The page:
Perfect analogy. Nobody wants to be the first to take the position since it puts them directly in the line of fire if such a position proves unpopular, even for the good of the many.

    It’s good to have the support (mine included) for taking point, but it’s better to have at least some of those supporters taking point along side of you.

    Obviously, I’m not referring specifically to the responders in this blog since most, if not all, are just too far away. But while you live in a rural area, it’s not uninhabited and that’s exactly your subject, that no one else was willing to take point, even to share such a position with others, when they knew about it.

  14. We are starting to see a problem with bears here due to two causes. First being that we are eating up land the bears use at alarming rates, the second is that the bear hunt has been stopped causing the population to be uncontrolled and in some years there isn’t enough food for the bears to go around. You can see what the combination of the two leads to. When the bears are over populated everyone suffers, including the bears.

  15. As has been mentioned before, we in Alaska take bears VERY seriously. However, we do “feed the bears”, but only to hunt them, and only after we have completed the necessary paperwork and classes. And never, ever, EVER hunt alone. A really good way never to return alive.

    Again, I will say you are right to condemn the actions of “Donna” and her entire family. Up here, if it’s found out you are feeding bears, no mercy. Alaska Fish and Game has lots of enforcement power over that, and they will have you arrested pronto, taken to jail and wait for your day in court. Yup, it’s harsh, but less so that what Donna and your community will be dealing with for years to come.

  16. She was 74, and had been doing it for ten years. What took the bears so long to ummm. you know… I don’t want to say it.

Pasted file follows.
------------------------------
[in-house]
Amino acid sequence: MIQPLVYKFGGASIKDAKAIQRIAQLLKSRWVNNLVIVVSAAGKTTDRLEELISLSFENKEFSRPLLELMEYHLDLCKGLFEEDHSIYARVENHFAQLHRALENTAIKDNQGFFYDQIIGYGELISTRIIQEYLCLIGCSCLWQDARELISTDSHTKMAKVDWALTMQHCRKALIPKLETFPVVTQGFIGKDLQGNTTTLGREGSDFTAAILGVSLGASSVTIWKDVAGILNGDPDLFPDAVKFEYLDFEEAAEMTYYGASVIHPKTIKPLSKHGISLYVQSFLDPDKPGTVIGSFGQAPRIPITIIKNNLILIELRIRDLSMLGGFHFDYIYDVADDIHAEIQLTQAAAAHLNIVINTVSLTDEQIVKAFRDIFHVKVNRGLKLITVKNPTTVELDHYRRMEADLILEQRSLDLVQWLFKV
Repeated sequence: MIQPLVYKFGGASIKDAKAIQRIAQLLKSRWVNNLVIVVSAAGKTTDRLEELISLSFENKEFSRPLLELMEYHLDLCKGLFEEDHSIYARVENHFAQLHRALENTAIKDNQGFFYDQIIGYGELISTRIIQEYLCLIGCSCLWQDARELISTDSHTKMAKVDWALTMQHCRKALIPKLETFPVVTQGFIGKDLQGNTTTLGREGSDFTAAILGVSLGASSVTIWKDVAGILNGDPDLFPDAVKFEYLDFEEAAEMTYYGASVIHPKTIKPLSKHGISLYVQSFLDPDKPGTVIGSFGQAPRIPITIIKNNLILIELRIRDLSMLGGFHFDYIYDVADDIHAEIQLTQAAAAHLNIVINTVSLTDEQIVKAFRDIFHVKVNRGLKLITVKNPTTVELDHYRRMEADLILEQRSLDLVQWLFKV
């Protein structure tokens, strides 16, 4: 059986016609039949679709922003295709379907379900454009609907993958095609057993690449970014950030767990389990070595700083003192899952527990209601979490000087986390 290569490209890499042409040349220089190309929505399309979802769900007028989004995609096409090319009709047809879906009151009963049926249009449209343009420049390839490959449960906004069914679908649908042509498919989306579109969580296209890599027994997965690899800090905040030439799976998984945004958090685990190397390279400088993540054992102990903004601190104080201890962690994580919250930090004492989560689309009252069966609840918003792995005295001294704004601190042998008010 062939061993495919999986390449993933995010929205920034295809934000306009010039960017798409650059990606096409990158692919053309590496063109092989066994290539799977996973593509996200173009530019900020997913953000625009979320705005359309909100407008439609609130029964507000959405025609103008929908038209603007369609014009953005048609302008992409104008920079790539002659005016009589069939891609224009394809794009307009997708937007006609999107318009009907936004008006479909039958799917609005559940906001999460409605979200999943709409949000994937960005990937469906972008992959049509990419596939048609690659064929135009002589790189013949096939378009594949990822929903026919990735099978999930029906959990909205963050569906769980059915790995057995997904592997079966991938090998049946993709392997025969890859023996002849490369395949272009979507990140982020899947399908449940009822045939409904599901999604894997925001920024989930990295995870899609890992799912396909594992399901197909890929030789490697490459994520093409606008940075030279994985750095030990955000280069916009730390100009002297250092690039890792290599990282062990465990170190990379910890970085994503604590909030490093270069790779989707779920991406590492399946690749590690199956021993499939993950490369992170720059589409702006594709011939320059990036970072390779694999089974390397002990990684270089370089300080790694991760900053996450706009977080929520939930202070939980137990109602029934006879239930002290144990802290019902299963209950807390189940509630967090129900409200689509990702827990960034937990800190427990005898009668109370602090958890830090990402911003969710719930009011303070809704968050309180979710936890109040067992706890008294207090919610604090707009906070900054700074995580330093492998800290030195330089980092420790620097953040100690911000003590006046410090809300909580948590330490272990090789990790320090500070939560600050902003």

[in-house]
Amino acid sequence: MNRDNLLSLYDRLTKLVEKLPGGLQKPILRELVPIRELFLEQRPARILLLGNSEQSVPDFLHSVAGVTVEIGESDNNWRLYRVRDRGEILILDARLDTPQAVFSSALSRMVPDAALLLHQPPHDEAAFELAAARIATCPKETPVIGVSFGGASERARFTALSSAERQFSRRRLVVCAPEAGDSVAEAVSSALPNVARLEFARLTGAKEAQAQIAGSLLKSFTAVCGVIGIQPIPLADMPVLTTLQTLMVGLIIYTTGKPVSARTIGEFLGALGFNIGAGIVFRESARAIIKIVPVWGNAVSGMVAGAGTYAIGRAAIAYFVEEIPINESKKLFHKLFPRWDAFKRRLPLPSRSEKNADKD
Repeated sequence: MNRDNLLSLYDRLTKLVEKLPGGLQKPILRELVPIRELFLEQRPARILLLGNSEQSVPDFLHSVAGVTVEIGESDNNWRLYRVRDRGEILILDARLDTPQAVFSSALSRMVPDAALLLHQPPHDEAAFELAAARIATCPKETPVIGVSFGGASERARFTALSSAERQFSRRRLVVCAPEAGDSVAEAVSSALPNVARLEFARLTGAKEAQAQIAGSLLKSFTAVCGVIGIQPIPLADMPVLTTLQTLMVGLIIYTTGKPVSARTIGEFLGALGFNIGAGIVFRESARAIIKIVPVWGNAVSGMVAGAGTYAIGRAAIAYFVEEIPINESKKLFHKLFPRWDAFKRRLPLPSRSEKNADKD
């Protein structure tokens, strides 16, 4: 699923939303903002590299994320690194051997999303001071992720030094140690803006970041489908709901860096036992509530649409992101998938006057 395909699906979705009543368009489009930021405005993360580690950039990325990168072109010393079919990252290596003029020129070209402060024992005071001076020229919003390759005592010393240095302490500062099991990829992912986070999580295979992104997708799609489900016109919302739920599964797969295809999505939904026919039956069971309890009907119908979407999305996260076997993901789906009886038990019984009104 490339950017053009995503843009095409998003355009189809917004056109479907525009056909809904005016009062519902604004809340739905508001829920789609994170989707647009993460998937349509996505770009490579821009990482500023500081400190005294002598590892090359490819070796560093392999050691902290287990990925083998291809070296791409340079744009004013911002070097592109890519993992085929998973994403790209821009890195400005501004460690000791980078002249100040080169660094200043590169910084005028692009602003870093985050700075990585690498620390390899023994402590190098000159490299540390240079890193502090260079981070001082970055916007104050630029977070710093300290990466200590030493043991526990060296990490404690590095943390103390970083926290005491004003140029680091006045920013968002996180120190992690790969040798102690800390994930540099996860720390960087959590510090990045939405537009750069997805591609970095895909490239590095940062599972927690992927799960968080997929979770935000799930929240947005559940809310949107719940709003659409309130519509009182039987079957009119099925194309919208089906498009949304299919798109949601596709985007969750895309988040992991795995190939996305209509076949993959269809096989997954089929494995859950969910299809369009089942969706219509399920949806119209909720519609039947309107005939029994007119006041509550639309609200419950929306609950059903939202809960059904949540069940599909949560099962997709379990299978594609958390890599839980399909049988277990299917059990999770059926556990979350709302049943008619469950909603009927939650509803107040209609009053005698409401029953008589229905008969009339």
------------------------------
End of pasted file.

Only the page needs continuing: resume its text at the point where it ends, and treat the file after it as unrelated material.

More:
I knew a man who was going hunting for deer one time, and what he had done was repellent to me. He’d planted a salt lick in an abandoned apple orchard. The next week, he walked up the hill, bang, came back down with the deer slung over his shoulders. Is that hunting? Naw, to me that is cheating.

    I knew a man who lives way up in a small town in the mountains and during a particularly hard winter he noticed the elk were coming to the city limits to forage for food. Being the nice man he is, he started taking a couple of bales of hay just inside the forest, and leaving it there for them to eat. He did this for several weeks… then early one morning he heard shots. He yanked on his jeans and jacket and made it up the hill to the forest edge, and found some neighbors had shot two of the elk. He just happened to have his cell phone in the pocket of his jacket, and called the police.

    The police took the elk, took the rifles and fined the two shooters something like $150.00 each.

    Like he says, no good deed goes unpunished, and the poor old lady got punished, but so did her whole family, and the whole county, maybe even state, because, as you said, the legislature is not working hard enough to protect the animals from the stupidity of the people, sometimes.

  17. We, here in Florida, we have an assortment of wild animals, including bears. One had been spotted a few times in Weston Fl. We all knew it would be put down, but it wound up in Georgia. It went into a garage, where it was shot and killed. The owner of the home said that she didn’t see what all the fuss was about. She said that it was claimed to be 300 pounder, but she disputed that. Claimed it was only about 200 pounds. The bear had an ear tag.

    We live on the edge of the Everglades. There are lots of other animals we have to be concerned with. People started to dump their boas and pythons there. Then came the Nile Monitor lizards. This is because people got a weird pet, and find there is no place else to get rid of it. To top that off, a few years ago, there was a picture in the papers about a python was trying to eat an alligator. Both died. This is all part of the stupid human tricks.

  18. Someone asked if there was a way to keep bears out of trash cans. The short answer is: Keep your trash cans inside until collection day.

    Two stories: We live in the geographic center of a city that now has a population of about 400,000. For years, I kept birdseed in galvanized trash cans in my backyard, where it was handy for refilling the feeders. I put bungee cord through the handles to keep the raccoons out — until they learned to defeat it, at which point my husband rigged heavy chains to hold the lids on. We never had bears until about 10 years ago, after more and more people had built houses in the foothills.